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Lämmel Family

Bankers and industrialists in Bohemia. Simon von Lämmel (1766–1845) was a financier and supplier of the Austrian army. His son Leopold (1790–1867) continued Lämmel’s financial activities and helped to organize a credit institution. In the first half of the nineteenth century, the Lämmel (also Lämel) family played a significant role in developing industries in the Czech lands.

Simon von Lämmel was born in the Bohemian town of Tuschkau (Touškov). During the Napoleonic wars, he was a key supplier for the Austrian army, providing it with salt, tobacco, and military equipment. He and Veit Ehrenstamm enjoyed a nearly complete monopoly in the provision of uniforms. At the same time, Lämmel was active in banking, and soon gained the confidence of the imperial court, first and foremost for having established “patriotic” funds and making donations directly to the crown. He was awarded a sort of “personal emancipation” and in 1821 was ennobled. An observant Jew, he served as a shtadlan (intercessor) on behalf of Viennese and Bohemian Jews, particularly during the Congress of Vienna and thereafter.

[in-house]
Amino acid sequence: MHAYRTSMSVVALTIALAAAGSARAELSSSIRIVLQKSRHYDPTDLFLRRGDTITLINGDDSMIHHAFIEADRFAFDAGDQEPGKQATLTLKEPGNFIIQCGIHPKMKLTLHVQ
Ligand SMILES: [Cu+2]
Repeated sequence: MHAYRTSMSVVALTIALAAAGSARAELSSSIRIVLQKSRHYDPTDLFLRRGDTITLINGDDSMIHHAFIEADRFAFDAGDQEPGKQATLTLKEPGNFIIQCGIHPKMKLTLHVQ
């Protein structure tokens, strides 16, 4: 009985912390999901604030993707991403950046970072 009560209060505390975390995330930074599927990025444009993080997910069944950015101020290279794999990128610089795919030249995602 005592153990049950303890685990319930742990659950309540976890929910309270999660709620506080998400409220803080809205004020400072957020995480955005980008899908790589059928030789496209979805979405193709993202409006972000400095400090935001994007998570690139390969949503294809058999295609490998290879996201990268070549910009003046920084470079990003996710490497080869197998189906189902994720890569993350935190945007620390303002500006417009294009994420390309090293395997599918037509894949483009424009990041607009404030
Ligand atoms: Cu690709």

Simon von Lämmel’s son, Leopold, advanced the family’s banking business even further, and was regarded as a leading figure in the upper circles of the Prague bourgeoisie. He was one of the most important suppliers of credit to the Habsburg dynasty as well as to the Bohemian nobility. Of particular importance was his involvement (with Anselm Solomon Rothschild) in 1855 in establishing the country’s largest credit institution for the advancement of commerce and small industry, k. k. privilegierten Österreichischen Credit-Anstalt für Handel und Gewerbe (Imperial Austrian Privileged Credit Institution for Commerce and Industry).

Because of their impressive accomplishments in the field of business, both Lämmels were highly influential within the Jewish community of Prague, and both served as permanent members of the community council. Moreover, they did not hesitate to take advantage of their status and prestige to defend the rights of Jews. During the period of neoabsolutism after 1848, when the Habsburg authorities once again imposed restrictions on Jews’ rights to acquire landed property (1853), Leopold von Lämmel was among those who submitted a petition to the government in 1859 asking for that restriction to be lifted.

Suggested Reading

William O. McCagg, A History of Habsburg Jews, 1670–1918 (Bloomington, Ind., 1989); Gustav Otruba, “Der Anteil der Juden am Wirtschaftsleben der böhmischen Länder seit dem Beginn der Industrialisierung,” in Die Juden in den böhmischen Ländern, ed. Ferdinand Seibt, pp. 209–268 (Munich, 1983); Christoph Stölzl, “Zur geschichte der böhmischen Juden in der Epoche des modernen Nationalismus,” Bohemia 14 (1973): 179–221, 15 (1974): 129–157.



Translated from Hebrew by Rami Hann